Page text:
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July 20
09:29 2018

National Security Minister, John Saldivar announced during the opening of the Citizen Security Summit held this week at the Belize City Civic Centre that a new taskforce is being set up to tackle police corruption. “In collaboration with the US Government and the US Embassy here in Belize, we are setting up a taskforce to investigate police corruption. That taskforce will have the participation of an agent of the US Government as well as officers of the Belize Police Department,

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Minister John Saldivar said. “We have also established in our Ministry an internal watchdog committee which will act as an advisory committee to the Minister on the matter of citizen complaints against Police, so we are basically tackling two of the main issues that were addressed in our consultation: police corruption as well as citizen complaints against police,” he added. In the months leading up to today’s summit, which had the participation of roughly 150 stakeholders, National Security teams met with representatives from the trade unions (the National Trade Union Congress of Belize, the Public Service Union and the Belize National Teachers’ Union), the private sector (the Belize Chamber of Commerce and Industry and the Belize Tourism Industry Association), as well as other members of civil society.

Today’s summit marked the climax of those consultations, providing a space for those stakeholders as well as other interest groups, including representations of the NGO community and private individuals concerned about crime, to come together in group sessions to answer key questions about the state of crime in Belize.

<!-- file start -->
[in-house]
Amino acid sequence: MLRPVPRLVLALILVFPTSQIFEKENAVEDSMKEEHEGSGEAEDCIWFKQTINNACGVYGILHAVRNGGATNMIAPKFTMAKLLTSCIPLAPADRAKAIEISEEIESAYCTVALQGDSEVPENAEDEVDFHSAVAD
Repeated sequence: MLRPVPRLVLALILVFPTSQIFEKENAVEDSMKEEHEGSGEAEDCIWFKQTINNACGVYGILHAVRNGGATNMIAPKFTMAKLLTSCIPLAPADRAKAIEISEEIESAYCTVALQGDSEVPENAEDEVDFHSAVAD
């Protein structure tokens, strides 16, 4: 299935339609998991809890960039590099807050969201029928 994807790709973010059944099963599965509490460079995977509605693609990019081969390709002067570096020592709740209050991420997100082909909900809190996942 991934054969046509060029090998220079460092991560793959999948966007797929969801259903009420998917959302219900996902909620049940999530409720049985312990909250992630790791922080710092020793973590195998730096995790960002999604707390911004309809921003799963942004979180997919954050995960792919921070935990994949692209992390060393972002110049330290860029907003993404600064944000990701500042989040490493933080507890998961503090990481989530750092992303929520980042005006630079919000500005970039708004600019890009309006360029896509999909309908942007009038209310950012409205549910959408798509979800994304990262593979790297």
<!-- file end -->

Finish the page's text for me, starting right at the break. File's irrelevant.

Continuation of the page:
The summit had two main objectives. The first was to let the remaining stakeholders and other interest groups know what the Ministry of National Security is doing to address citizen security and how they can partner with the Ministry in its efforts. The second objective was to discuss new ways or suggest solutions to address citizen security issues especially for Region 1 in Belize City, which encompasses the Southside.

Chief Executive Officer in the Ministry of National Security, Ret’d. Col. George Lovell, spoke of the need to cease the stigmatization and labeling of Southside Belize City. He also pointed to “developmental crime prevention” as one of the areas in which the Government and stakeholders can work together to positively impact the behavior of children with particular emphasis on children between the ages of 1 and 5. “Crime prevention through social development includes a range of social, education, health and training programs that target at-risk children and families, especially when children are young, to provide them with support and child-rearing skills,” the CEO said.

He also spoke of the planned re-establishment of the Crime Control Council, initially commissioned in 2008 and formerly headed by the late Michael Young, SC. With the re-establishment of the Council, “opportunities will be open for groups like the unions to channel their efforts and ideas … to influence future crime fighting initiatives,” said Lovell. “It is my hope that from the discussions that we will have here today we will produce a comprehensive list of possible solutions that may be useful to influence existing and future Citizen Security Policies and Plans,” CEO Lovell told the Summit participants.

A sub-group of Summit participants will convene in late August to look at the outputs from the summit — including proposed solutions that will be outlined in a report to be prepared by the consultant, Willie Pannell, who guided the group discussions at the Summit.

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